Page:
It’s difficult to comprehend how the swallows manage to fly all of three thousand miles to the sunnier climes
The swallows are finished training, and the first month of Autumn has passed.
From dawn until dusk, every day, the last clutch came out; first remaining in the perimeter of the garden, circling and circling, and then as they became more sure, more muscular, and more energetic they explored further and further until soon they went out of sight entirely, only returning to roost.
This reminds one of how quickly the year has passed.
For several weeks now, we have them returning every night to roost on the rafters in the woodshed. I often watch them - from a distance - take their places.
It’s not hard to know where they sleep. They leave indelible marks!
This year the swallows hatched at least twice, if not a third time in some cases.
During the hatching time, our cat goes out to try and catch the foraging parents, and the swallows dive at her repeatedly until the cat has crouched down almost out of sight.
She hides alongside the lawn, where the coving allows some shelter, or else tucked up against the wall.
This goes on every day, Dinky enjoys it.
It never fails to fascinate me watching the mother and father swallows beavering away, carrying food alternately almost all day, for a number of days, as soon as the brood hatch out.
At these times there are many broken spent eggshells in the shed.
In this frantic period the young swallow grows beyond imagination, and soon they are on the wing, flying in circles, busy practicing.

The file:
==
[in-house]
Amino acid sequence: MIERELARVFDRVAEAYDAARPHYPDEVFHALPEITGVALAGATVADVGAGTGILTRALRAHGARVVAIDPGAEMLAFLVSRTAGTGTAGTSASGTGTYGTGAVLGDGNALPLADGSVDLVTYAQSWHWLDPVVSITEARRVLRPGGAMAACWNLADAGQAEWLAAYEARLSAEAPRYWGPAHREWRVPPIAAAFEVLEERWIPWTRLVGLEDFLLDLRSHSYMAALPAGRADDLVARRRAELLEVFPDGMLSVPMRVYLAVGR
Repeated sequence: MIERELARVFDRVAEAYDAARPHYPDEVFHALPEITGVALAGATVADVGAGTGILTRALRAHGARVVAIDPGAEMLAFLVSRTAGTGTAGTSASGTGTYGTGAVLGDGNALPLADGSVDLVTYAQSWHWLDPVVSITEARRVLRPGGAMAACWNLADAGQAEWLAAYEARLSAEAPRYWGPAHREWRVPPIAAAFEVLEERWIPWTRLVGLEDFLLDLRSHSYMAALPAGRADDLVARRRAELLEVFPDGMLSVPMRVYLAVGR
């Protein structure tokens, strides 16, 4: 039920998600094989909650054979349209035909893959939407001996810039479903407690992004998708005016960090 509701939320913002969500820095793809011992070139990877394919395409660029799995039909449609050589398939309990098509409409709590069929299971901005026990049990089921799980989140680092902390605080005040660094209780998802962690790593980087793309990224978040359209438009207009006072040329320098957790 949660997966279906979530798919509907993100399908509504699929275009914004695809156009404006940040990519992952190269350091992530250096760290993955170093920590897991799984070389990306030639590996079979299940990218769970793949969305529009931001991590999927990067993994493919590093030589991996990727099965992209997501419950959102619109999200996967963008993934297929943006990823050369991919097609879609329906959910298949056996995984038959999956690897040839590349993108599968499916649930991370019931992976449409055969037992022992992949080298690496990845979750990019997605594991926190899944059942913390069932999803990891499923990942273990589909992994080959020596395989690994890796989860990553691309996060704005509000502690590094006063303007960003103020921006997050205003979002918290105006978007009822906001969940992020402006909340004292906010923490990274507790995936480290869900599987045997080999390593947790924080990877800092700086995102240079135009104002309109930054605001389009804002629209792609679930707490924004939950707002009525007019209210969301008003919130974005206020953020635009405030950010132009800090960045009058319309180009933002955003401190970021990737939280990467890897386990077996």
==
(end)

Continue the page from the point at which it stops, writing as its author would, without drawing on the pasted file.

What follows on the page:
One can notice their increase in size over this period, as they fly ever farther from base.
It’s difficult to comprehend how they manage to fly all of three thousand miles to the sunnier climes.
It really is one of the marvels of nature, still remaining a mystery to know how they plot the route.
Is it instinct, or some other way that only the swallow is aware of?
Such a tiny bird.
Next year, once again, they will find their way back to this address, and build once again in the shed that has only been here three years. Those who come will be direct relatives of the surviving broods of this year.
Their intelligence knows no bounds. In the shed, there are two electric doors, and once they are closed, the only way for the swallows to get in is in a tiny space next to the roof.
We left it there deliberately, less than the size of a man’s hand.
Once the doors are closed, the swallows switch straight away to going in and out in the roof apex.
This change happens automatically.
The swallows travel at full speed, unerringly, effortlessly swooping with precision in and out of the shed.
Such grace, and accuracy to fit into so small a space without faltering. One of the many wonders of the swallow.
They’re gone now.